Antigua and Volcan Tujumulco...

Antigua, one of the few UNESCO World Heritage Sites in Guatemala, appealed to me from the moment our collectivo trundled into town over its cobblestone streets, past the well preserved Spanish Baroque architecture, round the corners with tumbled down spectacular ruins of colonial churches and up to our hostel of choice for a 3 night stint, Yellow House. We were using Antigua as a base for a few days before heading West a few hours to Guatemala’s second biggest, yet less travelled city, of Quetzaltenango, or Xela (pronounced Shey-la) to all and sundry in the country. We had booked a 2 day volcano hike, before a weeks Spanish lessons and homestay, both in Xela, and Antigua was the perfect jumping off point to break up the journey. Colonial towns always hold a big appeal to me; the throwback to history, the untouched unspoiled roads, the abundance of care that is given over to all the small, intricate signs and doorways, the apparent lack of smog filled car lined streets, and the ease of travelling and safety of the area. Antigua was no different, yet also had the added attraction and vista of three main volcanoes that surround the city, one still quite evidently active. We headed out to dinner on our first evening, taking the advice of the local hostel staff, and finding our way to an intriguing hidden restaurant that had a small tienda (local snack shop) as its store front. After being grinned at by a couple of old, wizened individuals, we got escorted round the crisp packet stand, past the cash register and into the hidden, small, cardboard box strewn tabled area. Please specify a Flickr ID for this gallery The menu consisted of chicken broth, or chicken broth, and after...

Mount Tamalpais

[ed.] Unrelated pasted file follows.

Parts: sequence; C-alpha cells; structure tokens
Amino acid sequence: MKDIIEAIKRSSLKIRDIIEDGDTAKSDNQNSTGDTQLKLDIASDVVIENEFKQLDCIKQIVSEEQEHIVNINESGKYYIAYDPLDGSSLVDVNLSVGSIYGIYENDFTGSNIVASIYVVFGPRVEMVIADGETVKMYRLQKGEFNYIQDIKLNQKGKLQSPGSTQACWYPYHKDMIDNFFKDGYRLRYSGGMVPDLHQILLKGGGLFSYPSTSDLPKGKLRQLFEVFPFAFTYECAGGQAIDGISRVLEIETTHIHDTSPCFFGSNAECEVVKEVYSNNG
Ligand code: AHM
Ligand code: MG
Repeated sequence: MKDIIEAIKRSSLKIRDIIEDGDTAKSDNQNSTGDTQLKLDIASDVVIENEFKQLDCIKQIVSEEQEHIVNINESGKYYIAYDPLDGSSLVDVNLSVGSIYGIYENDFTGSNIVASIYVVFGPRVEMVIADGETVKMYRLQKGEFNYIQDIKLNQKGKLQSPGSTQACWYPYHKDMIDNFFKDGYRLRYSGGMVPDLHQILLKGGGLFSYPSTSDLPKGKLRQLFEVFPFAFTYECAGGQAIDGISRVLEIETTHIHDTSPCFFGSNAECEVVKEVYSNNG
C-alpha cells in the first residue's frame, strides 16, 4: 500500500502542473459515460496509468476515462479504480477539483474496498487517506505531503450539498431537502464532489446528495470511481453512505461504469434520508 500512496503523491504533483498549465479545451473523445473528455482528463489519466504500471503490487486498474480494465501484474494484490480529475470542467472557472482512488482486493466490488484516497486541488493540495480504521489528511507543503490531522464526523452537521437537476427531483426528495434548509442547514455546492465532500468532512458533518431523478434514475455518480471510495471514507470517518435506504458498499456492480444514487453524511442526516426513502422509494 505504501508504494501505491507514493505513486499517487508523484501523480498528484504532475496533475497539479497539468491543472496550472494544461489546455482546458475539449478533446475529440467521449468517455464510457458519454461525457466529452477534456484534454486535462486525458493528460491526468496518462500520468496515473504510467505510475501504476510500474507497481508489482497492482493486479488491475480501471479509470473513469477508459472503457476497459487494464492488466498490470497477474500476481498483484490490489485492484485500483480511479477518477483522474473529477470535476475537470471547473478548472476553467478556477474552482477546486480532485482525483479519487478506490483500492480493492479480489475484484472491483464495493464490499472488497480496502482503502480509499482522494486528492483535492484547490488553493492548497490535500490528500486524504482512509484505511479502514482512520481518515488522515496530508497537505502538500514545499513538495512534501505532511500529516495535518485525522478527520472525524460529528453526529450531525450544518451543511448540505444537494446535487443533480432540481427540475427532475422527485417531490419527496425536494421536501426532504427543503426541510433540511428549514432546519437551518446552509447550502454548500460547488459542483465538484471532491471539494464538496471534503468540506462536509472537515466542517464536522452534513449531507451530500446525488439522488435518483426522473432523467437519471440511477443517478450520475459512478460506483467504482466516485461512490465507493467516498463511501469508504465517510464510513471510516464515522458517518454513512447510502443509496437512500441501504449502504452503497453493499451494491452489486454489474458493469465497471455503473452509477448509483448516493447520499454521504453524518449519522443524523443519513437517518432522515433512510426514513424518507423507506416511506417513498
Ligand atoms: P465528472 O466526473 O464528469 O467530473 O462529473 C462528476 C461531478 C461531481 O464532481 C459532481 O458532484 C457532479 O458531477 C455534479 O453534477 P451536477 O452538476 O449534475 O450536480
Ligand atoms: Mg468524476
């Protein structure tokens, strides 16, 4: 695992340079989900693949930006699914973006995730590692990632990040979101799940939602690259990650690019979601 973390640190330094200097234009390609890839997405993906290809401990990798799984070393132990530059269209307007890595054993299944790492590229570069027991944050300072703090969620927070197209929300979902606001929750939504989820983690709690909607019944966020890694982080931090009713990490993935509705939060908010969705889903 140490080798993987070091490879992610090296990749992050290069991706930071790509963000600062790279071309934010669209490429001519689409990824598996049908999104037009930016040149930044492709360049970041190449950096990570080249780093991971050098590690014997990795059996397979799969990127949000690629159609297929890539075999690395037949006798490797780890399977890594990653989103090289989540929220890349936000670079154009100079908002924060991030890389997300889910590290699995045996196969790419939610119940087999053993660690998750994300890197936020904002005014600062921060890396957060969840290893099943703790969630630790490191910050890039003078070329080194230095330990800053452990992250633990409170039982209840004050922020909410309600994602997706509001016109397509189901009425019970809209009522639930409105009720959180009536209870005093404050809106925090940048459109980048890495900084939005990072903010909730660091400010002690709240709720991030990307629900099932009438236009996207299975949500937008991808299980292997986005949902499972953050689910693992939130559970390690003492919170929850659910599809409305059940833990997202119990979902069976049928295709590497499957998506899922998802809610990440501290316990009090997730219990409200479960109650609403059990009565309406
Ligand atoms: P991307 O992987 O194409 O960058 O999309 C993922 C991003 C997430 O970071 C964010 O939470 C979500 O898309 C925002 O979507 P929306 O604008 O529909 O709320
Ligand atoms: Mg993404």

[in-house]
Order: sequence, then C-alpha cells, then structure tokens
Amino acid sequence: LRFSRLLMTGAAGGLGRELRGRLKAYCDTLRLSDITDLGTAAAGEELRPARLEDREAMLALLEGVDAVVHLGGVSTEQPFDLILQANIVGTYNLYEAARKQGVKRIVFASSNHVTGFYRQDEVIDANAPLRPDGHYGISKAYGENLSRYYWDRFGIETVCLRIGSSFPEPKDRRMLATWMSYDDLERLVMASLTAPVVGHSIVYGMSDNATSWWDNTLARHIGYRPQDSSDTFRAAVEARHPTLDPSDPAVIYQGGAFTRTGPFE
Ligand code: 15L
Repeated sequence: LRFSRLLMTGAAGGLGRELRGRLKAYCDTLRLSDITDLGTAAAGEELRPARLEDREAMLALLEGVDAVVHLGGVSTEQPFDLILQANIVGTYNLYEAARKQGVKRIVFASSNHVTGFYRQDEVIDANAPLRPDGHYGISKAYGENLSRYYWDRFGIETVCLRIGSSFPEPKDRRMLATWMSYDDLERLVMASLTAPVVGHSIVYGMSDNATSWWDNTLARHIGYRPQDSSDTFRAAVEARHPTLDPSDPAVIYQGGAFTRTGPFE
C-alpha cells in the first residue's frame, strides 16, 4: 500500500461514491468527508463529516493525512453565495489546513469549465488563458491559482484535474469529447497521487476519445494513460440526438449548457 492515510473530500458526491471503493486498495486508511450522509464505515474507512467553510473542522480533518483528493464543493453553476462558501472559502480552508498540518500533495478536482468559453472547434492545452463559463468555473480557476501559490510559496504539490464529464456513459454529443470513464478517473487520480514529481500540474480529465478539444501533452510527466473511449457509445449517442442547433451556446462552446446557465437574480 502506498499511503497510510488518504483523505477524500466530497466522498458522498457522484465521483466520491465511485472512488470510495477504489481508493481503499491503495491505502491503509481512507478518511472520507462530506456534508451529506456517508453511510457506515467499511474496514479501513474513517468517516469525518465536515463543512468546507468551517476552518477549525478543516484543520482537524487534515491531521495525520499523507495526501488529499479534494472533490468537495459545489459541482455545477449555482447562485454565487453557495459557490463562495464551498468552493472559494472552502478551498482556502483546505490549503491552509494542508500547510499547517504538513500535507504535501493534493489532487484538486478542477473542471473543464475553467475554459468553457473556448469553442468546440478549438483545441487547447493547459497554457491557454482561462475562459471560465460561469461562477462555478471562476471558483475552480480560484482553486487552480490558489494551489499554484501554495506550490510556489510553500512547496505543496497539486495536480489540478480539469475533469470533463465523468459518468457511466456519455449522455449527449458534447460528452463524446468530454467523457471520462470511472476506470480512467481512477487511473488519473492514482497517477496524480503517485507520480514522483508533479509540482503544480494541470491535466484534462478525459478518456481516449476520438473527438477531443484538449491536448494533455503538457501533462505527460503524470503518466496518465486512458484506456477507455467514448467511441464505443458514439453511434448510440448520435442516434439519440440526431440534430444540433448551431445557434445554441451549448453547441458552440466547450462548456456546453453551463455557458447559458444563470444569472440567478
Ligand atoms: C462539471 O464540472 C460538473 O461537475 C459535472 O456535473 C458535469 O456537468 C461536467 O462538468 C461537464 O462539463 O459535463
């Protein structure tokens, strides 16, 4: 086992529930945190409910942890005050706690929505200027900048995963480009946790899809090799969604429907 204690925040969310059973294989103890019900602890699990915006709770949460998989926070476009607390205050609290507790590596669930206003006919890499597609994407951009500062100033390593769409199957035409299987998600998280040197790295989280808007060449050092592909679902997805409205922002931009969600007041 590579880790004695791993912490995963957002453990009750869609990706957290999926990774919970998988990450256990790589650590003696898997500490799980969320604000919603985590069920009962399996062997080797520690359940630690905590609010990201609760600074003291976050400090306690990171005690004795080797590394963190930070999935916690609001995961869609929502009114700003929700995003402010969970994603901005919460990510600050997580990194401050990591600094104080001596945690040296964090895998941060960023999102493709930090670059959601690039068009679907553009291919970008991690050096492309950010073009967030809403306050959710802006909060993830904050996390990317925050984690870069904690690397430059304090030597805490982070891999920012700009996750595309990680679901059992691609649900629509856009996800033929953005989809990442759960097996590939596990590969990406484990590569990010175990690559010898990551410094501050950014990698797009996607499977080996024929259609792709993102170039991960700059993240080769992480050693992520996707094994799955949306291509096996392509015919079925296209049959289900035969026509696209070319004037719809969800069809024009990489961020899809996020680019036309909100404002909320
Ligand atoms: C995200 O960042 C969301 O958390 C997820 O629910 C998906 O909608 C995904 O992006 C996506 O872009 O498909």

After 5 days in San Fran we were ready for a change. Originally we had planned to visit Yosemite, but after it was closed down we altered our very loose plans and took the buses an hour North to Mount Tamalpais in Marin County. Although relatively close to the hustle and bustle, as soon we headed over Golden Gate bridge we were transported to a place where life was slower, people knew everyone in the village, and bus drivers discussed world events such as if the wooden bridge should be repaired over some non-descript marshland. I liked it. As Jerry our bus driver dropped us off on the early sunny Sunday morning at our campground up in the state park of Mount Tam, we quickly found a spot to call home, got a cup of brew on the go, and set out the map the ranger had given us to plan the next few days events. With no car and being situated around 5km from the nearest civilization, hiking, fresh air, star gazing, some trail running and lazing around were the order of the trip. Luckily for us the trails and paths were not only amazingly well marked and well trod, they went through a diverse range of fauna and geology, with either breath-taking views overlooking hilly golden autumnal slopes, or vista of the Pacific Ocean hazily lazily splashing its waves. Please specify a Flickr ID for this gallery The first day we headed down to the beach, mindlessly ignoring that it was an hour downhill that had to be traversed later on the day uphill; we were camping at around 7000ft, so everything apart from the mountain tops were downhill, and as Han fell asleep on the warming soft sands, I read and...